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Hemoglobin C Disease

By

Evan M. Braunstein

, MD, PhD, Johns Hopkins University School of Medicine

Last full review/revision Sep 2020| Content last modified Sep 2020

Hemoglobin C disease is a hemoglobinopathy that causes symptoms of a hemolytic anemia.

(See also Overview of Hemolytic Anemia.)

The prevalence of hemoglobin (Hb) C in blacks in the US is about 2 to 3%. Heterozygotes are asymptomatic. Homozyotes usually have a mild chronic hemolytic anemia, splenomegaly, and symptoms consistent with anemia. Cholelithiasis is the most common complication, and splenic sequestration is possible.

Hemoglobin C disease is suspected in all patients with a family history and evidence of a hemolytic anemia, particularly in adults with splenomegaly. The anemia is usually mild but can be severe.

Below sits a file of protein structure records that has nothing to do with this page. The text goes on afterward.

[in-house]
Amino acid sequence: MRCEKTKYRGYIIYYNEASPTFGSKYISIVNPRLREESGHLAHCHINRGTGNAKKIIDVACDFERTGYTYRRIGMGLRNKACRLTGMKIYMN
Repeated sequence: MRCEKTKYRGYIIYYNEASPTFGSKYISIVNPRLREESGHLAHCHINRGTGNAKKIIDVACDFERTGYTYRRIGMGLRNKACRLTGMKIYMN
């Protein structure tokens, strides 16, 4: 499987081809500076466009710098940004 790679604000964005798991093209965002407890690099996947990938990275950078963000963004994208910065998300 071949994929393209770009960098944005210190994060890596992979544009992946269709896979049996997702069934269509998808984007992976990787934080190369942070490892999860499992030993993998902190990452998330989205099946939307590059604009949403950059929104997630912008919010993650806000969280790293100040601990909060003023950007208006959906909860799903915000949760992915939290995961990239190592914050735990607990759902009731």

The peripheral smear is microcytic, with frequent target cells, spherocytes, and, rarely, crystal-containing red blood cells (RBCs). Nucleated RBCs may be present. The RBCs do not sickle. On electrophoresis, the hemoglobin is type C. In heterozygotes, the only laboratory abnormality is centrally targeted RBCs.

No specific treatment is recommended. Anemia usually is not severe enough to require blood transfusion.

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